Oct 30, 2014
Oct 2, 2014
Sep 25, 2014
Sep 18, 2014
In his own words, man tells how he went from inmate to corrections officer
Thomas Schoolcraft is shown in his job as a corrections officer. (MEGHAN PIERCE/Union Leader Correspondent)
KEENE — Was it the money society spent to rehabilitate former prison inmate Thomas Schoolcraft that helped him turn his life around? Were there prison programs that worked for him that might have failed other convicts?
Schoolcraft said no to both.
It was an inside job for him, with the support of his family, and a leap of faith by a corrections superintendent, Richard Van Wickler, who gave him a chance.
“I’d say the biggest part was taking responsibility,” Schoolcraft said. “This makes it possible to accept your mistakes and move on. I don’t believe you can move on if you can’t see that you made a mistake.”
While former inmates also need good role models when they are released, their basic needs also must be met if they are to succeed on the outside, he said.
“Rehabilitation can’t occur when you have no place to hang your hat,” Schoolcraft said.
When inmates first leave the prison or jail, they need to set reasonable and obtainable goals.
“People need to see progress, especially offenders who often are accustomed to instant gratification,” Schoolcraft said. “They need to see that there’s a way out, a path, which often is not well lit.”
Without those things, it is easier for offenders to return to the life they knew, he said.
“None of these things are costly,” Schoolcraft said. “No one made me do them. It was a choice. I hope to show people in my situation that those options are there.”
Offenders need to give up and submit to the fact that they’re done with crime. “You need to be willing to do whatever is asked of you by the criminal justice system and society. If you want to be a rebel, you will get caught.”
There’s also a role for everyday people who have never been locked up themselves and maybe never even thought about committing a crime.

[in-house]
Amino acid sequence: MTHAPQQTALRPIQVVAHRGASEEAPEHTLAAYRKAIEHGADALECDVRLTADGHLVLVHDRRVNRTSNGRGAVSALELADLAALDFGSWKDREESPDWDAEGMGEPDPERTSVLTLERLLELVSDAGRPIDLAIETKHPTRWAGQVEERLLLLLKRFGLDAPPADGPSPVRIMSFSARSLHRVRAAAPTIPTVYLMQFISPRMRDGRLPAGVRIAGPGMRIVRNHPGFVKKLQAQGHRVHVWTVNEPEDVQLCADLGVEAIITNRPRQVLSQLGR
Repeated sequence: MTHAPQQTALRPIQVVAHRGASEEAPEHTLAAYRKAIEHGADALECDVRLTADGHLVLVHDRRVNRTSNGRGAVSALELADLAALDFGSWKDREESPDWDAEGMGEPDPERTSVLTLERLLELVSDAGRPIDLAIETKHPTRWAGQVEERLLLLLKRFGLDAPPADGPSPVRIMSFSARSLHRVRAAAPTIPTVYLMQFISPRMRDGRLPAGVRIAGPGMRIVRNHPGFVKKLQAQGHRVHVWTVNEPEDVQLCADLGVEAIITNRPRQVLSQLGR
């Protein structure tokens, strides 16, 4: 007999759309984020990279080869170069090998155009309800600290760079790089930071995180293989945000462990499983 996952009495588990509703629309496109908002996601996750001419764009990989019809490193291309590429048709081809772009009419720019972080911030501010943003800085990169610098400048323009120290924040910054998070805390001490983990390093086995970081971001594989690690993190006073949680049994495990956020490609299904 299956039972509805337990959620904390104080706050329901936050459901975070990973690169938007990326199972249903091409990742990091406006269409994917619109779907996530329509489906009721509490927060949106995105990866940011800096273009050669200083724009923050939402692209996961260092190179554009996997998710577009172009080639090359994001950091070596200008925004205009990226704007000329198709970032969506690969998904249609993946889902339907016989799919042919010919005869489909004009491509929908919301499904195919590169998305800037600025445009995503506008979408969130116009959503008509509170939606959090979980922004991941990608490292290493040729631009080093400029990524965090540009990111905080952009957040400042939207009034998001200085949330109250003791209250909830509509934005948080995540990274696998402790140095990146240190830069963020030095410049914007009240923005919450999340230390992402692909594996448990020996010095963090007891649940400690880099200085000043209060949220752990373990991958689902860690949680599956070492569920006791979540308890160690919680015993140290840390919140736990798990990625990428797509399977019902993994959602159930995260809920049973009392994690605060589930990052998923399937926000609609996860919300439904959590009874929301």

“People need to give the offenders a chance to prove themselves,” Schoolcraft said. “Opportunity needs to be there.
“Without this, I would never have come this far.”
READER COMMENTS: 0
- $50k bail for two charged with beating pizza delivery man - 0
- Latest round of riot arrests includes 5 Keene State students - 0
- Suspected Pa. cop-killer Eric Frein taken into custody - 0
- Anonymous tip leads to arrest of moose poacher - 0
- Victim in Hampton pedestrian crash files lawsuit against driver, town and state - 0
- Dover police say man broke into same business three times - 0
- Two more Keene State College students charged in riots - 1
- Two Keene State students among three newest riot arrests - 1
- Man charged with robbing Rochester bank while wearing zebra-print dress is arraigned - 0
READER COMMENTS: 0
- Misleading women: Does Kuster think they're bad at math? - 0
- NHIAA Tournament Roundup: Campbell boys pull upset - 0
- Marchand scores 2, B's win - 0
- Ex-Nashua deputy police chief sues city and outgoing police chief - 0
- Manchester pub crawl leads to arrest of four - 0
- Shaheen, Brown supporters gather at final debate - 1
- Senate candidates sharply divided on Islamic threat, Ebola, Obamacare - 16
- Stocks up on GDP, earnings - 0
- Rocket blast damps Orbital as commercial space rush lures rivals - 0
Trump fired up over NH mailer
School's out for voters
- Whom do you think bears the brunt of the blame for the mayhem this weekend in Keene?
- KSC students
- KSC administration
- Visitors from out of town
- A combination of any/all of the above
- Total Votes: 2483